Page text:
Nutting, K, An Exploration of Resilience on Partners' Responses to Their Loved One's Life Threatening Illness (2014) [Professional Doctorate]
The experience of a life threatening illness not only impacts upon the patient directly but upon their close others. Partners have been identified as particularly vulnerable to the adverse responses and outcomes associated with their loved one’s diagnosis and prognosis. Research on partners’ responses to a life threatening illness has predominantly focused on negative aspects stemming from the stressors of their role of caring for the patient together with distress and pathological outcomes from their experiences. What is less known is partners’ capacity for resilience and adaptive responses to their loved one’s illness. Adopting a salutogenic perspective, this thesis explored partners’ responses to their loved one’s life threatening illness acknowledging the potential for both positive and negative outcomes. Firstly, a review of the literature regarding partners’ responses and outcomes to life threatening illnesses was undertaken to identify research deficits in this area to date. This analysis of existing literature highlighted the need for more balanced investigation of partners’ responses, finding an overemphasis on pathogenic outcomes whilst largely neglecting experiences of resilience and adaptive responses in this population. Additionally, the need for more multi-method research design and use of objective physiological measures of adaptation was deemed warranted. Based on review recommendations, an exploration of both positive and negative pre, peri, and post trauma factors known to influence adaptation was conducted with partners identified as high or low in resilience in order to determine whether these groups could be differentiated on self-report, clinical interview of post-trauma symptomatology, and physiological measures of adaptation.
Study 1 explored pre trauma factors comprising optimism, mastery, and trauma history. Optimism was found to be the only factor which differentiated partners varying in their degree of resilience. High resilience partners reported greater optimism than partners identified as low in resilience. Partners’ psychophysiological and psychological responses to illness related events (diagnoses, treatment, fear of recurrence) comprised the peri traumatic exploration in Study 2. Against expectations, high and low resilience partners were unable to be differentiated in their responses on these measures. These results are the first to provide an objective measurement of partners peri-traumatic responses based on degree of resilience.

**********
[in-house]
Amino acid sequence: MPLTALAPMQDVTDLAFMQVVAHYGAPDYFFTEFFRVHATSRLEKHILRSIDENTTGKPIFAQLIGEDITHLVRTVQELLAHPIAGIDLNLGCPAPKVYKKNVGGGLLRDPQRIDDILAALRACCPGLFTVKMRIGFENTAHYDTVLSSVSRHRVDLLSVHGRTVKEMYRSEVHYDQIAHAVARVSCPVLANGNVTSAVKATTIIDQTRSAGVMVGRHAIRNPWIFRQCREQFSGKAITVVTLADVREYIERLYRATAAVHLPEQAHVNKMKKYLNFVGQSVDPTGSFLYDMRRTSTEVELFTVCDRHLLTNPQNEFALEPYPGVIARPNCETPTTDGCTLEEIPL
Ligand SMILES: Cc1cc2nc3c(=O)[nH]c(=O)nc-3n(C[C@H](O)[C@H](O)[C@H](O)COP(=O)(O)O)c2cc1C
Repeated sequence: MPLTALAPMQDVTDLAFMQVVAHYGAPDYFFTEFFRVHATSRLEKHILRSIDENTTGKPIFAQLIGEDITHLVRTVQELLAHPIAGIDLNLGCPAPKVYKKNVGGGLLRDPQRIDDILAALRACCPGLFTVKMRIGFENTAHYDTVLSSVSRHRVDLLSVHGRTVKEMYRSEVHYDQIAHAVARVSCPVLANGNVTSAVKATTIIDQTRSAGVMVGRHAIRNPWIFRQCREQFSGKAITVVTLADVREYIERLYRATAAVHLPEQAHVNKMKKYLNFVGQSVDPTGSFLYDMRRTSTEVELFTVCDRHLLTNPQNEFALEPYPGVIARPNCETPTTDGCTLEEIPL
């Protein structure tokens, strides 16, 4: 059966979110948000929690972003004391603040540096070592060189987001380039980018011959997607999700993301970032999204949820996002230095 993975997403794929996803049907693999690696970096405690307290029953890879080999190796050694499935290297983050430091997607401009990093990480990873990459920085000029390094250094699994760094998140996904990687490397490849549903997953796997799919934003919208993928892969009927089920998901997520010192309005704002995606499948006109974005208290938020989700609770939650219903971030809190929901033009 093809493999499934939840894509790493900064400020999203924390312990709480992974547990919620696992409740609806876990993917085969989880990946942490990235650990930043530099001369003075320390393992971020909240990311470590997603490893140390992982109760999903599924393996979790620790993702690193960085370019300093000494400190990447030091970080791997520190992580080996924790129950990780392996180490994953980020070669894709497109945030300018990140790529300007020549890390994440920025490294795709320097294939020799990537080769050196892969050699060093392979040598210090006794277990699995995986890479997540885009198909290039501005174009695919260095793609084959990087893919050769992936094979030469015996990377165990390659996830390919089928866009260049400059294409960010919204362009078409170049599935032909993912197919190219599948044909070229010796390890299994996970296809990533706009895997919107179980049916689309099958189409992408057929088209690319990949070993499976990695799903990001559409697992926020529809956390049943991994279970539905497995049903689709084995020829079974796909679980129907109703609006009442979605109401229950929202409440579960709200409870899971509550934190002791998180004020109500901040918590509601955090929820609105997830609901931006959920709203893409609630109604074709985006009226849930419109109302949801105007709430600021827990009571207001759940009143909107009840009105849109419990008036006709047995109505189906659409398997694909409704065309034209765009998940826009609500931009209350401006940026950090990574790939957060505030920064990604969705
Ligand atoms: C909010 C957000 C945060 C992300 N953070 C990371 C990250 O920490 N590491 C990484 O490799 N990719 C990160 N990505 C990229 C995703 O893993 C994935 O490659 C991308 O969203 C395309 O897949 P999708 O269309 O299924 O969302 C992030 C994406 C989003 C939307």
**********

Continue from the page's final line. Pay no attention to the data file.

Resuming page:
An exploration of partners post trauma responses considered the factors of coping style, social support, post-traumatic stress symptomatology, and other psychological symptoms. As anticipated, partners low in resilience scored significantly higher on all negative psychological symptoms measured than partners high in resilience. In line with expectations, a strong trend was found for high resilience partners to report greater satisfaction with the social support received from family and friends. Partners satisfaction with the support received from patients was found to be indistinguishable between the resilience groups. Against expectations and findings from previous studies, however, was a failure to differentiate low and high resilient partners by their coping styles.
This exploratory research reflects a novel examination of partners’ responses with consideration to resilience in both positive and negative responses to their loved ones' illness. The presented series of studies have expanded existing knowledge regarding factors influenced by partners’ resilience, and aided in identifying those struggling to adapt to the experience of their loved one’s life threatening illness. In turn, findings from these studies emphasize the need for interventions to bolster resilience, optimism, and support in low resilient partners facing the challenges experienced in their loved one’s life threatening illness. However, further research adopting similar intensive designs is warranted to determine whether the results of the current series of studies are replicated with larger scale samples.
|Item Type:||Professional Doctorate|
|Keywords:||resilience, illness, partner experience|
|Research Group:||Clinical and health psychology|
|Research Field:||Health psychology|
|Objective Group:||Specific population health (excl. Indigenous health)|
|Objective Field:||Specific population health (excl. Indigenous health) not elsewhere classified|
|UTAS Author:||Nutting, K (Dr Kym Nutting)|
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